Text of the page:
Danger Cave

Danger Cave

 

a cave near the city of Wendover, Utah (USA), one of the most ancient settlements of hunters and gatherers in North America. The cave was investigated by the American archaeologist J. D. Jennings between 1949 and 1953. The oldest remains are six small hearths and several crude implements made of stone chips. Above, separated by a layer of bat guano, lay four cultural levels in which stone scrapers, chipped spear heads, seed grinders, the remains of mats, and articles made of wood and bone were found. The two upper layers contained a bow and arrows, articles made of skin, and ceramics. Animal bones (mountain goat and antelope, among others) were also discovered in the cave. Radiocarbon dating of the lower layer is 11,300 years and that of the upper layer, 1,900 years.

REFERENCE

Jennings, J. D. “Danger Cave.” Memoirs of the Society for American Archaeology, no. 14. Supplement to American Antiquity, 1957, vol. 23, no. 2, part 2.
References in periodicals archive ?
Darcy Morey, a faculty member at Radford University who has studied dog evolution for decades, said a study from the 1980s dated a dog found at Danger Cave, Utah, at between 9,000 and 10,000 years old.
This is because Danger Cave contains seed-processing residue, human palaeofaecal samples and abundant groundstone artefacts (grinding stones and handstones) associated with small-seed processing all found in deposits dated as old as 10 300 b.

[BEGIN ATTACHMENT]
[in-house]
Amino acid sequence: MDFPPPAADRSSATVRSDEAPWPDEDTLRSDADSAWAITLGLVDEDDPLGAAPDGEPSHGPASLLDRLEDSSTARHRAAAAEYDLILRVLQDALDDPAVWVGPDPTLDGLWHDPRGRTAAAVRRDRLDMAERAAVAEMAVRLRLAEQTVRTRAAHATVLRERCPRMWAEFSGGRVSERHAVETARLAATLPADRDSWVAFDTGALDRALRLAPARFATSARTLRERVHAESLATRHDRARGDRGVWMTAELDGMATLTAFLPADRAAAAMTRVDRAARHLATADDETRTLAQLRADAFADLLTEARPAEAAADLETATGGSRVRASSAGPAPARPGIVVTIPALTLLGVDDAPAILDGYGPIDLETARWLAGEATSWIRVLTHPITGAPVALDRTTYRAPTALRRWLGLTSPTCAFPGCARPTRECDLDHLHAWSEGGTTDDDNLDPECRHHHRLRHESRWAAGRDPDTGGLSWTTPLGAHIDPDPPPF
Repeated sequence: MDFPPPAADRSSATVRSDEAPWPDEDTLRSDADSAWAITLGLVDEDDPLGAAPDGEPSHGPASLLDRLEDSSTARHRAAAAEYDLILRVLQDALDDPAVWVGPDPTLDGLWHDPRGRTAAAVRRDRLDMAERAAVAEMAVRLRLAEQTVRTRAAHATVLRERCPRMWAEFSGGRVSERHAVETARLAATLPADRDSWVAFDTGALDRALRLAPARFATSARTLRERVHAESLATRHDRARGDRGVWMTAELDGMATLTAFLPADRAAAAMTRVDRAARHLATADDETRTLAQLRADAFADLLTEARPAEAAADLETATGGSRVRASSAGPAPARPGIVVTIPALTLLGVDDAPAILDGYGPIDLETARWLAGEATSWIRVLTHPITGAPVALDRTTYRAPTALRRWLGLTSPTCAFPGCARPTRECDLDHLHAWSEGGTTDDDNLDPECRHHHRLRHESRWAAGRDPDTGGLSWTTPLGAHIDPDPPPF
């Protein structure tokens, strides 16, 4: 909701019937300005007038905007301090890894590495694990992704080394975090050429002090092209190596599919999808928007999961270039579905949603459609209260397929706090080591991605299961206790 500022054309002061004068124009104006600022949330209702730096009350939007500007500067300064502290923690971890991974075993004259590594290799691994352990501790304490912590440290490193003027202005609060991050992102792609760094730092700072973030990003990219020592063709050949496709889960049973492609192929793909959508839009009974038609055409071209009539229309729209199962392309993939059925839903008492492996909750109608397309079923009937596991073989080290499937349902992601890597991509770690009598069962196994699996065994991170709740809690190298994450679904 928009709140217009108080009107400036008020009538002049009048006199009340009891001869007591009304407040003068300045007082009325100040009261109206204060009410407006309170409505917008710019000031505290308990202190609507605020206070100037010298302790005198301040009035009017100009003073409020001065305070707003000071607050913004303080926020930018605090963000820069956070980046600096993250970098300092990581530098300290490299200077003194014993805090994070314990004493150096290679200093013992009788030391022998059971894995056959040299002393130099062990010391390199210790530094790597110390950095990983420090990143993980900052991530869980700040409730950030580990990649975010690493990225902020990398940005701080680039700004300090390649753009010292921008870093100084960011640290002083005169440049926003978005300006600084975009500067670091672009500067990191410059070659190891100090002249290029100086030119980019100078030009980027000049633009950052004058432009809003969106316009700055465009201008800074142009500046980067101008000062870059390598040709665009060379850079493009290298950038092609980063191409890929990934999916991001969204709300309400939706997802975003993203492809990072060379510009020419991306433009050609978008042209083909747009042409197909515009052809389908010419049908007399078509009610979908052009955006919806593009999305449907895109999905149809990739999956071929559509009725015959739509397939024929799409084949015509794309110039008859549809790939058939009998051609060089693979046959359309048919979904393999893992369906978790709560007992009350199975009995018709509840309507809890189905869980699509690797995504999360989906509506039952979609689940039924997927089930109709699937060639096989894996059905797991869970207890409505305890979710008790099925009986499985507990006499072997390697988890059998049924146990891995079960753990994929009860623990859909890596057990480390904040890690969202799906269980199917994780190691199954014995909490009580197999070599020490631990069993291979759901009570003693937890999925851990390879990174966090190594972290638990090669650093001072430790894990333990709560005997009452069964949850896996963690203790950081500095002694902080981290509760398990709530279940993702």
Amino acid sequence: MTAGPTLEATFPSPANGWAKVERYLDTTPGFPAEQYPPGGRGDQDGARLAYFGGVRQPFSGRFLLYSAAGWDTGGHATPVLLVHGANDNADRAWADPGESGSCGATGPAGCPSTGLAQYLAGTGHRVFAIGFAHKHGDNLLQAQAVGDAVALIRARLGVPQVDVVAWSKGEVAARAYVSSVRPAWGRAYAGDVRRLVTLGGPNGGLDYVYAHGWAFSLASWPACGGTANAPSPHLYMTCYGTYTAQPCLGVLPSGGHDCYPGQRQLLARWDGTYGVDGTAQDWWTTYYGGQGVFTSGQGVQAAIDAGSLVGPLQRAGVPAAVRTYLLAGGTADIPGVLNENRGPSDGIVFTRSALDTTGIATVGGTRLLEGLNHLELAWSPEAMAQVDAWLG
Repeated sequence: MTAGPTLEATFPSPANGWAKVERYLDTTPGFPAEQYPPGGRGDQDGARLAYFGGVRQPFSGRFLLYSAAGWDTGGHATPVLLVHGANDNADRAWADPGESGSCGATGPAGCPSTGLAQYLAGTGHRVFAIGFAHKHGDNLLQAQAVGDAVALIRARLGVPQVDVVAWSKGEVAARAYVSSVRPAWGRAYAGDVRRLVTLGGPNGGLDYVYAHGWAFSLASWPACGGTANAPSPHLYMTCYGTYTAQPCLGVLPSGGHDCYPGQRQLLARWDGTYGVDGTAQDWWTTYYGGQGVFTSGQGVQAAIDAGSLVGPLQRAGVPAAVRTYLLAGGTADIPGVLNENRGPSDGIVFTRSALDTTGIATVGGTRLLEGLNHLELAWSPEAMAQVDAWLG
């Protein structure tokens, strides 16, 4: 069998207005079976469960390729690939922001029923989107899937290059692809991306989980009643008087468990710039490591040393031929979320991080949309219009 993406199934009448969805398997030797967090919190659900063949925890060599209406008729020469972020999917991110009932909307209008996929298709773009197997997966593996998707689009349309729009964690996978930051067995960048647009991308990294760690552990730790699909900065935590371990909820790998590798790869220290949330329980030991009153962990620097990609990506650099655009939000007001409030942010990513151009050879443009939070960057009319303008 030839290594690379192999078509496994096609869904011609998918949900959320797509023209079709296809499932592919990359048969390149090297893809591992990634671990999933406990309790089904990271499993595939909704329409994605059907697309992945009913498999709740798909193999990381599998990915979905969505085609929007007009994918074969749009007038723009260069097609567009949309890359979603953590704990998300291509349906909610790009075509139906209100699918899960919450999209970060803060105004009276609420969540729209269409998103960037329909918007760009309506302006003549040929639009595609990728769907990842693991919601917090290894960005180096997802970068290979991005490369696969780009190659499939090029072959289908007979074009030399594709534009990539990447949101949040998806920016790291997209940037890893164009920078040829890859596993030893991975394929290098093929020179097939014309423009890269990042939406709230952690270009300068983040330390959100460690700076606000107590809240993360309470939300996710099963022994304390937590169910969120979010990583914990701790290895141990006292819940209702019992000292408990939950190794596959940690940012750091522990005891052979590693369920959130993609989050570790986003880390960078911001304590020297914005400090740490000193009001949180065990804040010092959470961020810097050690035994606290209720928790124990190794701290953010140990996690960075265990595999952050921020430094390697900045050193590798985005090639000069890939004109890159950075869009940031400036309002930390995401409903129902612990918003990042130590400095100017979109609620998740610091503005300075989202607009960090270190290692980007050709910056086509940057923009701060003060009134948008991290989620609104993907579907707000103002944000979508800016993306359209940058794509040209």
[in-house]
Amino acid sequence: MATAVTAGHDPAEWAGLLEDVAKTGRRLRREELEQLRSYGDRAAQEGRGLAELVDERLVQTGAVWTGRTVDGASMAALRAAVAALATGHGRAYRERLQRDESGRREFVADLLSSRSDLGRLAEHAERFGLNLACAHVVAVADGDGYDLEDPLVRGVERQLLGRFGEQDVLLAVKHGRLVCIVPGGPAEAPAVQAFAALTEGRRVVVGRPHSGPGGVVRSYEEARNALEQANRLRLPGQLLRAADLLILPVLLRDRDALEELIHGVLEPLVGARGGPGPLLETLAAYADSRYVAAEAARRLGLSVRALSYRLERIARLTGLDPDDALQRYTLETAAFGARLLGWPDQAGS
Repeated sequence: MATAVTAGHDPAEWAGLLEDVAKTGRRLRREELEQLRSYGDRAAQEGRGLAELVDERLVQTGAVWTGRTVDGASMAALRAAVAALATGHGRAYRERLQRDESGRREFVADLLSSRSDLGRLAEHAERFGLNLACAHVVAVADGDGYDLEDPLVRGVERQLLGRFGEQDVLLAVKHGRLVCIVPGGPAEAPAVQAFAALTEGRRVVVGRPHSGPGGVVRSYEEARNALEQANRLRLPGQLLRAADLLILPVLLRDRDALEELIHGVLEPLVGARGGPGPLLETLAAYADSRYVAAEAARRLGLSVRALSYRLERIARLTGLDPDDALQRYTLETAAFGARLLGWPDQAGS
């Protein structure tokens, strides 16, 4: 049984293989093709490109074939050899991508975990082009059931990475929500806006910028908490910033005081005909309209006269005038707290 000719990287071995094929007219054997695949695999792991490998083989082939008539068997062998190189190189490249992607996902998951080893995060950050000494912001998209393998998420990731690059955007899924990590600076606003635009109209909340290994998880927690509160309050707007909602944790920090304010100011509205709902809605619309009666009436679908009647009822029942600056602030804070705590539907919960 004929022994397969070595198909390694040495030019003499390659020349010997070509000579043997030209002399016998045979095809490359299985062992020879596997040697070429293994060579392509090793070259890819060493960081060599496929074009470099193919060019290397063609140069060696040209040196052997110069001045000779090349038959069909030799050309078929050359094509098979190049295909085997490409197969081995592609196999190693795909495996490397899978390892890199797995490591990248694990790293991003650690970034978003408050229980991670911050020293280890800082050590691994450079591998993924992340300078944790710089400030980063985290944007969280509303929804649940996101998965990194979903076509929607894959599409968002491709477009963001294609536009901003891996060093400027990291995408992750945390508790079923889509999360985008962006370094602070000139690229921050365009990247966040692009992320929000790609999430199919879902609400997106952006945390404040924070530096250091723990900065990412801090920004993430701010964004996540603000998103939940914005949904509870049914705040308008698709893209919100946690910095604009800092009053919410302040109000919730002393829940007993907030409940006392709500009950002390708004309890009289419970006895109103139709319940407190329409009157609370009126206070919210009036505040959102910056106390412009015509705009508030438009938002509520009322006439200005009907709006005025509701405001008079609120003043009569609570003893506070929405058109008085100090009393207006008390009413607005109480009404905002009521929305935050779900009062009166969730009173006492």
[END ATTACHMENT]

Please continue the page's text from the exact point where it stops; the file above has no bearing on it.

We demonstrate that small-seed consumption and processing began at Danger Cave c.
Jennings's original radiocarbon dating of the hearths, together with recent excavations we have conducted, confirm that this earliest human occupation of Danger Cave took place at 10 300 b.
This halophytic playa-margin shrub produces tiny seeds that rank low in caloric efficiency (Simms 1987), but the seeds were evidently processed and eaten in substantial quantities during the middle and late Holocene occupations at Danger Cave (Fry 1976; Madsen & Rhode 1990; Rhode & Madsen 1998).
at Danger Cave is an important empirical underpinning for concepts that entail an ancient and long-running 'Palaeoarchaic' to 'Archaic' tradition of broad-spectrum subsistence strategies in the Great Basin (Aikens & Madsen 1986; Fowler 1986; Jennings 1957, 1978; Willig & Aikens 1988).
Because Danger Cave is both so influential and so exceptional, a detailed reconsideration of the age of small-seed consumption and processing at the site is needed.
Palaeofaecal specimens are the most direct evidence available for prehistoric diet, and the age test for these specimens has a straightforward expectation: if small seeds were an important dietary component of Danger Cave inhabitants as early as 9000-10 000 b.
The lowest pickleweed chaff processing layer in Danger Cave dates to 8570 [+ or -] 40 b.
Danger Cave appears to have been only sparsely and sporadically inhabited during that time; the majority of occupation debris comprising the DII level is younger than that.
Taken together, all three tests fail to support claims for significant small-seed processing and consumption at Danger Cave prior to 8700 b.
Stratum DI, Sand 1, at Danger Cave, Utah, yielded the oldest cordage and netting from the eastern Great Basin (Jennings 1957: 227-34).